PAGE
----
Over the holidays I usually tell people it might be harder to lose weight, so we focus more on maintaining.  If they have a holiday party or event to go to, try to get even a short workout in that day if possible. Otherwise, it all comes down to choices. Always start the day out with a good quality protein. Don't save up all your calories for later in the day. Try to focus on the quality of your meals during the day leading up to scheduled events. Drink lots of water. Keep pre-dinner snacking to a minimum or focus on the veggie tray. This will help satisfy some of your hunger while sneaking in an extra serving or two of veggies!  If you’re dead set on dessert be mindful of portion size. The first bite is really all you will remember. Have a taste and ask yourself if you truly need the whole thing. No need to overdo it.  In the end, all of the little things add up!  If one meal isn't that great, it's ok, don't dwell on it.  Just try to make your next meal better and get back on track.

Christine De Souza, Fitness Director, 125 High Street

This isn't really a hack, but I try my best to encourage anyone trying to lose weight to begin before the holidays.  Be in some sort of accountability program through the holidays. They may not lose, but likely they will maintain and strengthen their good habits and minimize the bad.

3. Practice moderation and mindfulness - be selective

Katie Schwartz, General Manager, 2001 Butterfield
We know we are going to have holiday parties and family gatherings that will be flooded with unhealthy food options. The key isn't necessarily to not imbibe at all, but to just do so in moderation and make up for the extra calories with your workouts if possible. Whether you are on a strict eating plan or not, there will be moments we fall off the wagon. If you plan for these slip ups and know its ok just hop back on the wagon and keep pushing then we can avoid the disastrous 2lb downward spiral. The stress of the holiday season and time management can get tough, but it's not impossible.

Chris Graves, General Manager, 155 N Wacker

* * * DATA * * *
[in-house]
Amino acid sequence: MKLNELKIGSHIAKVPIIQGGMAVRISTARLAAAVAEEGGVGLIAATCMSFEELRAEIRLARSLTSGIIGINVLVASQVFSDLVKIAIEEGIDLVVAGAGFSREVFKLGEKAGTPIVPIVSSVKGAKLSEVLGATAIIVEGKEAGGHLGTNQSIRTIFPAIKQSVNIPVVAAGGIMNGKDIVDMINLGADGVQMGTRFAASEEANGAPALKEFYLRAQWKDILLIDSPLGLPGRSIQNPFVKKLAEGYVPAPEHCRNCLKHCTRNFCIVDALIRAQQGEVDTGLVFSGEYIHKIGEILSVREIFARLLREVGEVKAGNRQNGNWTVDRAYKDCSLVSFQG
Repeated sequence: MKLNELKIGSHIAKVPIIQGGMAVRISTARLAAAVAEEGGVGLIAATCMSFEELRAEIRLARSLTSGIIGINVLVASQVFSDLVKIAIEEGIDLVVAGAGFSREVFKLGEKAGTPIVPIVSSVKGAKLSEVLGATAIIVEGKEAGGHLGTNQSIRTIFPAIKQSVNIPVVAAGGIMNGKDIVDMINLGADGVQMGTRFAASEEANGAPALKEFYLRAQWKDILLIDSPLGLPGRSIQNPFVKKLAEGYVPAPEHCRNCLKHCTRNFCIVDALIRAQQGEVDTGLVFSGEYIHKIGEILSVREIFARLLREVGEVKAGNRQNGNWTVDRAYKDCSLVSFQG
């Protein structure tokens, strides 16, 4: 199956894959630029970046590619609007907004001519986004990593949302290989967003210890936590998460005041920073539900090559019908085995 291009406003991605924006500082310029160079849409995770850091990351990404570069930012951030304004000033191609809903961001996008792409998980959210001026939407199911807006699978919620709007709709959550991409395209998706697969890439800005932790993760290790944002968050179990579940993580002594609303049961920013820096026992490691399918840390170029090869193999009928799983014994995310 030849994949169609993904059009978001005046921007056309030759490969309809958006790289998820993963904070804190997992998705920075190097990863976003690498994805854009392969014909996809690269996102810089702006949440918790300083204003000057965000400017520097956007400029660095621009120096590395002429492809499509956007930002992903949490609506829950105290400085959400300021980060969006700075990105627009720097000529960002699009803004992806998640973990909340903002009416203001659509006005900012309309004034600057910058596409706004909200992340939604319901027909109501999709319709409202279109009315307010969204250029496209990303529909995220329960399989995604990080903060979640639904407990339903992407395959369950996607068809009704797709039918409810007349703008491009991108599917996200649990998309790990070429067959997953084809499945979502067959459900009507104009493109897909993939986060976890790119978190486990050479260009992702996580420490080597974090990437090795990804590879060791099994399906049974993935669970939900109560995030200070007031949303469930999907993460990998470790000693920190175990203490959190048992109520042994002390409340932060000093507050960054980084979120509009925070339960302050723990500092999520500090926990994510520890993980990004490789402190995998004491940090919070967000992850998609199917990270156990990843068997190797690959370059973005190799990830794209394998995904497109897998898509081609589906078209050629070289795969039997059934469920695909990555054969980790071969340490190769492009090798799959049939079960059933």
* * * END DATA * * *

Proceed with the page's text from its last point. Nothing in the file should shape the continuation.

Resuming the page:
During the holiday's I always struggle with the temptations of desserts, drinks, and eggnog lattes...so I try to pack all of my lunches and make much more of my dinner's as opposed to going out. I know I will likely indulge if I go to a party or someone brings in treats. I’ll allow myself to enjoy the meal, dessert, or drink without being so hard on myself. Often times when people do allow themselves to indulge, they overindulge and get so down about it. This triggers a vicious cycle of overeating/overindulging, feeling guilty, and feeling out of control .Knowing I ate well during the week for the majority of my meals gives me confidence when trying to maintain during the holiday's. Mindset is key.  In my opinion,  if people can give in to temptation (in moderation) without adopting a negative mindset, they will likely be less inclined to over do it .

Mike Schwartz, Fitness Director, LifeStart at Gym Gallagher

  • Monitor portion control during each meal. Eat 80% the amount you normally would when at a party or social event

  • Pick only one unhealthy treat to enjoy at a party. For example, choose either Alcohol, Dessert or Soda - not all three

  • Remind yourself that one unhealthy choice won't make or break your fitness goals. With that said, don't let one bad choice turn into a whole day(s) of binge eating.

  • Strive to complete a workout the day of each Holiday. This gives you some room for error.
     

4. Practice healthy habits. Create a healthy tradition with friends and family

David Burnett, General Manager, 200 West Madison

My favorite Holiday Hack is planning some active-social time, usually before a family party. For example, Thanksgiving morning I will go for a run with a group of friends on the lakefront and get coffee afterward. There's a twofold benefit from doing this: first, it's a workout. I know I'm going to laze around the afternoon and eat more than normal; it's Thanksgiving after all. But I'm apt to feel better physically and mentally if I know I've put in a little effort toward my health already.


Secondly, spending several hours with family can be stressful, and stress is a great excuse to overindulge. Starting the day with an endorphin infusion and some easy conversation with friends puts me in a better state of mind. I'll employ this same strategy for Christmas, and New Year's Day. When the culture says gluttony, instead of surrendering completely, these workouts are touchstones to my long term goals of living healthy.